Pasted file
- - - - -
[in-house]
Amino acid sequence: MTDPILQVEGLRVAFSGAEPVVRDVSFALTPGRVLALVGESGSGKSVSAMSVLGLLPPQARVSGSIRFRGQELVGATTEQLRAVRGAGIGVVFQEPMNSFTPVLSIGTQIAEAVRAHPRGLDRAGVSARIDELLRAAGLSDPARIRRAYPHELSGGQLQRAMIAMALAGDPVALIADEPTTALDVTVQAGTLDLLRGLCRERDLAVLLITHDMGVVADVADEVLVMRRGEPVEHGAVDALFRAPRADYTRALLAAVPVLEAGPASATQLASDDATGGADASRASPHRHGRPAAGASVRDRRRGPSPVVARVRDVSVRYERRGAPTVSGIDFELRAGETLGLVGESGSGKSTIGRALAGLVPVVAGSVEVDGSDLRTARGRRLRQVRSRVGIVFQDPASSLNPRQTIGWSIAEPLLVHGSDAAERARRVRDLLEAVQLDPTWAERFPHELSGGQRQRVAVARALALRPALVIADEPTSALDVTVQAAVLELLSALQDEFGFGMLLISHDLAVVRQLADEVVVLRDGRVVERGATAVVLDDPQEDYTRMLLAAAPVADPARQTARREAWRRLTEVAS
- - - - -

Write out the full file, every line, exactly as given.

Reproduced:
[in-house]
Amino acid sequence: MTDPILQVEGLRVAFSGAEPVVRDVSFALTPGRVLALVGESGSGKSVSAMSVLGLLPPQARVSGSIRFRGQELVGATTEQLRAVRGAGIGVVFQEPMNSFTPVLSIGTQIAEAVRAHPRGLDRAGVSARIDELLRAAGLSDPARIRRAYPHELSGGQLQRAMIAMALAGDPVALIADEPTTALDVTVQAGTLDLLRGLCRERDLAVLLITHDMGVVADVADEVLVMRRGEPVEHGAVDALFRAPRADYTRALLAAVPVLEAGPASATQLASDDATGGADASRASPHRHGRPAAGASVRDRRRGPSPVVARVRDVSVRYERRGAPTVSGIDFELRAGETLGLVGESGSGKSTIGRALAGLVPVVAGSVEVDGSDLRTARGRRLRQVRSRVGIVFQDPASSLNPRQTIGWSIAEPLLVHGSDAAERARRVRDLLEAVQLDPTWAERFPHELSGGQRQRVAVARALALRPALVIADEPTSALDVTVQAAVLELLSALQDEFGFGMLLISHDLAVVRQLADEVVVLRDGRVVERGATAVVLDDPQEDYTRMLLAAAPVADPARQTARREAWRRLTEVAS